Copies and Duplication in Chinese Sculpture

June 28, 2016


Copies and Duplication in Chinese Sculpture


Prof. Stanley Abe (Department of Art, Art History and Visual Studies, Duke University)



Professor Stanley Abe

Department of Art, Art History, and Visual Studies, Duke University


Date:       Tuesday, 28 June 2016

Time:      4pm – 5:30pm

Venue:    Room 202, Cheng Ming Building, New Asia College, The Chinese University of Hong Kong



The first Buddhists in China were understandably concerned that their images of the Buddha were correct and efficacious.  We have stories of Buddha icons which flew from India to China, or were exact duplicates of famous Indian images.  And once images were made in China, older icons served as models for the new.  Yet, copies or duplicates of images are almost always considered modern fakes.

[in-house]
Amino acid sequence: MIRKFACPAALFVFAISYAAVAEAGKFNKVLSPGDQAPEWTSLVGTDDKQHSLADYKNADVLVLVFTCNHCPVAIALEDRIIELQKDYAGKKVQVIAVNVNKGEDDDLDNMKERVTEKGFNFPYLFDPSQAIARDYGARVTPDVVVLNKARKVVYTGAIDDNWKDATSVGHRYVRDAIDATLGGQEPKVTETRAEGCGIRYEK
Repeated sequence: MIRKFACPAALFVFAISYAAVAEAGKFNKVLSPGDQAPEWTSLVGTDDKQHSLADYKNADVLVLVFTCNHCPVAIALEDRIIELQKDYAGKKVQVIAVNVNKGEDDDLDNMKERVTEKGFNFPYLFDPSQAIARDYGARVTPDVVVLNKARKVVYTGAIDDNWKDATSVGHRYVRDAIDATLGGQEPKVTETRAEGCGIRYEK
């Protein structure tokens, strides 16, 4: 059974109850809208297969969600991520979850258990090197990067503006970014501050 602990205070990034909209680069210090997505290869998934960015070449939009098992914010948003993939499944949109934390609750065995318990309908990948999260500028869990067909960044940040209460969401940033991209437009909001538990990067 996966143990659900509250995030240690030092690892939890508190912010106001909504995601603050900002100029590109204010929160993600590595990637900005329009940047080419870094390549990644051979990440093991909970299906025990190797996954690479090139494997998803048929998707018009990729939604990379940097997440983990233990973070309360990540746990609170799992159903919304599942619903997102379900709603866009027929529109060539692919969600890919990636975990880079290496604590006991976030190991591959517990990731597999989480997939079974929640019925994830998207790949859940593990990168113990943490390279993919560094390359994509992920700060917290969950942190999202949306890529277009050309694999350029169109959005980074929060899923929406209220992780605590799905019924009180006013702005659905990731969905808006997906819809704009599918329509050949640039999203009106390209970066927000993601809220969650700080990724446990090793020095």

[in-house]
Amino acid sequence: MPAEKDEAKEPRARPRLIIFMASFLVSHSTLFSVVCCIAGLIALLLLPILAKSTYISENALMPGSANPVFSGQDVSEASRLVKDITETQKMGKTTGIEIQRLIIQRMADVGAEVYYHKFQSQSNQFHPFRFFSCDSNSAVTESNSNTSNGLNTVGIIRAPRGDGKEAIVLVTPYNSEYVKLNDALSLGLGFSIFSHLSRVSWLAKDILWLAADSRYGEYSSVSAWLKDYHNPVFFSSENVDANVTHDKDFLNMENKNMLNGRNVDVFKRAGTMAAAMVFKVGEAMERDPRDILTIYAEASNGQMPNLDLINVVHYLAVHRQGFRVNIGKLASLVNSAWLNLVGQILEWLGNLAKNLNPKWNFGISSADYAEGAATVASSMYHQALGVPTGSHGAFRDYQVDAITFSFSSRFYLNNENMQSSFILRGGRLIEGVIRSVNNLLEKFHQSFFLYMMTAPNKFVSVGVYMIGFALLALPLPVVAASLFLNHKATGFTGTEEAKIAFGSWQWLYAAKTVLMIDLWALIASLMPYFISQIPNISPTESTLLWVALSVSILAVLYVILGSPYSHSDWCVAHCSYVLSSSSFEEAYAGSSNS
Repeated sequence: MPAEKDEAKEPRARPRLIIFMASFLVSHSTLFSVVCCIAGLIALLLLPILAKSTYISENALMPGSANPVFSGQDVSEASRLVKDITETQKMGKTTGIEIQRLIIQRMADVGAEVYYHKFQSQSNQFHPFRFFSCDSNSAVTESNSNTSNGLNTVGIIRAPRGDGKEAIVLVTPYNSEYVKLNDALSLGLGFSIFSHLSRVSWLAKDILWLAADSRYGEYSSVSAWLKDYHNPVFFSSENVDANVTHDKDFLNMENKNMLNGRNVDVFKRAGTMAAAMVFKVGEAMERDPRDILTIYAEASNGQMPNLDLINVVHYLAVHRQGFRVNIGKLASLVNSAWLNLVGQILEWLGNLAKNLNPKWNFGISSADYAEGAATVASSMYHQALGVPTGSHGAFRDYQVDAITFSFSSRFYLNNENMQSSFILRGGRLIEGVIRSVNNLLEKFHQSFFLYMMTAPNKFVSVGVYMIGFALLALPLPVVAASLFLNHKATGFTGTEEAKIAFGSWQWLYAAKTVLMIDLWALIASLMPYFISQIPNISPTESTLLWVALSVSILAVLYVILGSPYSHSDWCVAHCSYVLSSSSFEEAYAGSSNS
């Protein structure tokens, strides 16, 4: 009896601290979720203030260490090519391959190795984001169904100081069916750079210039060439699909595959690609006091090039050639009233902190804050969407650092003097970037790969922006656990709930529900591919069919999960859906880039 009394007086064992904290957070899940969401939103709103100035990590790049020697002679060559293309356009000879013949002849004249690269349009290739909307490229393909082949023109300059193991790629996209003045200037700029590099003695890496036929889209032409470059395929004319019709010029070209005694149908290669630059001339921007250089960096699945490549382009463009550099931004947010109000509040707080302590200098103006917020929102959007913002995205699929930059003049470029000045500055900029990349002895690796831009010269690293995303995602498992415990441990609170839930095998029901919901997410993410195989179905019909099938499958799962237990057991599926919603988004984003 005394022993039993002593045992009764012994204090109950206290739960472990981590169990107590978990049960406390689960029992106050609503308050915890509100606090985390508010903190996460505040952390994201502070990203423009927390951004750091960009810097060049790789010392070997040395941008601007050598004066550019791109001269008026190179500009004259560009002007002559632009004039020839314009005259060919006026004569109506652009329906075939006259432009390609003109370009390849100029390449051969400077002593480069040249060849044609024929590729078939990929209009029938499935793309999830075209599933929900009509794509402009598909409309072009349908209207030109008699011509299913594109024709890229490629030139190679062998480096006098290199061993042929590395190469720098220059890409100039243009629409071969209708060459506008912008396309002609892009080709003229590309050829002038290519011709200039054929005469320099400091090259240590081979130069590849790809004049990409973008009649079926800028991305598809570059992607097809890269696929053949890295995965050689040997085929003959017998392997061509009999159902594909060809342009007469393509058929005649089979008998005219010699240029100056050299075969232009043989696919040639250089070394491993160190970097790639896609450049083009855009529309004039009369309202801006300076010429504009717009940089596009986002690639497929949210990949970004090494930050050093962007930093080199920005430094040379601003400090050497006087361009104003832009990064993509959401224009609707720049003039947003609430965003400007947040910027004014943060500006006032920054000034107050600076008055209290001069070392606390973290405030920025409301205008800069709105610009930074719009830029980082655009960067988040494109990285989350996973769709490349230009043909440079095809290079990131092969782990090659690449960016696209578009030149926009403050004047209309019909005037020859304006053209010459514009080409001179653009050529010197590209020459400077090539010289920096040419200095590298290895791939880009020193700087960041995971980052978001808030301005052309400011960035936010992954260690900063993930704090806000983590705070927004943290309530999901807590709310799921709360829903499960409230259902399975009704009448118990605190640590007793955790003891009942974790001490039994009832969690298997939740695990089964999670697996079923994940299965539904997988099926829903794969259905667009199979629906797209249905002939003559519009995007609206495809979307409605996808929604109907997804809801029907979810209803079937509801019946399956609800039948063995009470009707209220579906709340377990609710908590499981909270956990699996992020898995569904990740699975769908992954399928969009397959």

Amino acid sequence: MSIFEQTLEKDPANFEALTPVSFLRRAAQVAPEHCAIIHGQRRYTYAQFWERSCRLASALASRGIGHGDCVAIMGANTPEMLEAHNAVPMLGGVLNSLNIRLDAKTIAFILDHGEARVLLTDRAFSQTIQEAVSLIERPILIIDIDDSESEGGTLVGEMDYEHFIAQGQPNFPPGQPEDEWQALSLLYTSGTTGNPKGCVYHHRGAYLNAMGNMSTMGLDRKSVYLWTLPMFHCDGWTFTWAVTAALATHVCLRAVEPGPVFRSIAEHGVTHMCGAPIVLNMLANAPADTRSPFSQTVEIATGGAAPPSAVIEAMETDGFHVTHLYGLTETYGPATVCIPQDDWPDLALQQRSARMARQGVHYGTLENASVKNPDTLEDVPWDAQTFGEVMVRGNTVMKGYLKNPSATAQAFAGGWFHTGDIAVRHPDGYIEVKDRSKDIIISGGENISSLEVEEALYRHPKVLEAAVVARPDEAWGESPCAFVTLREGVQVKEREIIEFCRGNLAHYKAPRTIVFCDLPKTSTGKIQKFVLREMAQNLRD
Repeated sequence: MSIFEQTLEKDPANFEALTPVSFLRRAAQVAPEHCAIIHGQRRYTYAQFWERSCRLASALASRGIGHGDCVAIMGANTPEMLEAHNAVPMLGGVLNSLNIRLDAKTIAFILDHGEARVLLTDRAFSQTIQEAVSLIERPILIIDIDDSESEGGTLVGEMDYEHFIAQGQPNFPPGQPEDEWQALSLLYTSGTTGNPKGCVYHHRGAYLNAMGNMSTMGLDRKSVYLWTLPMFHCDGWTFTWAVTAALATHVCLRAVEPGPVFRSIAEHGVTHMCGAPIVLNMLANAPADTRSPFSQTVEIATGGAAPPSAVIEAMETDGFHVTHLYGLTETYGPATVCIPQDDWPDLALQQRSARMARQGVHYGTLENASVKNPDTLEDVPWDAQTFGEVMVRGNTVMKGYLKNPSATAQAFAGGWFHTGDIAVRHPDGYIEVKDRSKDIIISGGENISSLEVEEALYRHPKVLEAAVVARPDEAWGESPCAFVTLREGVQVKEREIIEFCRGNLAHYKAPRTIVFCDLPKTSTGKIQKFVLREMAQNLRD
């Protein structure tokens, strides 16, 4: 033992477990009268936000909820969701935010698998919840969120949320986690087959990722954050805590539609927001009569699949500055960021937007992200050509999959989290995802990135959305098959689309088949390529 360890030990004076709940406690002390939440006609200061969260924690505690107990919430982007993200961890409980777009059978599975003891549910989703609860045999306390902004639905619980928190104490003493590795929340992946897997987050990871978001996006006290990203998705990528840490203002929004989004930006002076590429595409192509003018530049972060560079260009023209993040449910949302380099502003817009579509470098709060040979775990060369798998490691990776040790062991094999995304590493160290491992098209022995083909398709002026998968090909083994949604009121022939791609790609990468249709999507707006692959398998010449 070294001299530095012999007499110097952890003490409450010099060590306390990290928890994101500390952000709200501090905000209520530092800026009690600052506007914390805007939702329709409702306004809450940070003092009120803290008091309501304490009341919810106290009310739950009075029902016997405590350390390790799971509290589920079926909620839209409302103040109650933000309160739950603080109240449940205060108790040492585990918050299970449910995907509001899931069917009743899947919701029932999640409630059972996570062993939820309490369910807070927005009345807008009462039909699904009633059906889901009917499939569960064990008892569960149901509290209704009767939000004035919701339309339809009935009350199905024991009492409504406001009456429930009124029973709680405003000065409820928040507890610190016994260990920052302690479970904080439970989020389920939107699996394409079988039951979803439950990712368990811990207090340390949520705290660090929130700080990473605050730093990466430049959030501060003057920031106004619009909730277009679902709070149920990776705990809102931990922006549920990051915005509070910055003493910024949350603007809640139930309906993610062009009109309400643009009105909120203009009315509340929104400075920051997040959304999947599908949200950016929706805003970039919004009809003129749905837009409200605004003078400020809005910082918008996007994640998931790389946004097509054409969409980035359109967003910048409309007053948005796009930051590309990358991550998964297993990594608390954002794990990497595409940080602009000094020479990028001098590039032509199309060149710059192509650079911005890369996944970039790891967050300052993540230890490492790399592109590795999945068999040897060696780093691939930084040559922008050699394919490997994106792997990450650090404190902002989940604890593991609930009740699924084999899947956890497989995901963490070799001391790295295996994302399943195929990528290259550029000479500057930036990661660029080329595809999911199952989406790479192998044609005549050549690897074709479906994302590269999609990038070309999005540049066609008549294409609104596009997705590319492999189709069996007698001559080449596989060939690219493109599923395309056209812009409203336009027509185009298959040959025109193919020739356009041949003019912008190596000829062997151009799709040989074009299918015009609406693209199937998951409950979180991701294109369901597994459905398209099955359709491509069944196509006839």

Serial images and near duplicates were undoubtedly produced in ancient times.  Pious replications of earlier Buddhist images were made in archaic styles.  New works were provided with ancient inscriptions.  Some such works were modern forgeries meant to deceive.  But copies and duplicates were part of the lineage of image making from ancient times to the present.  Now, copies and duplicates should be incorporated into the history of Chinese sculpture.

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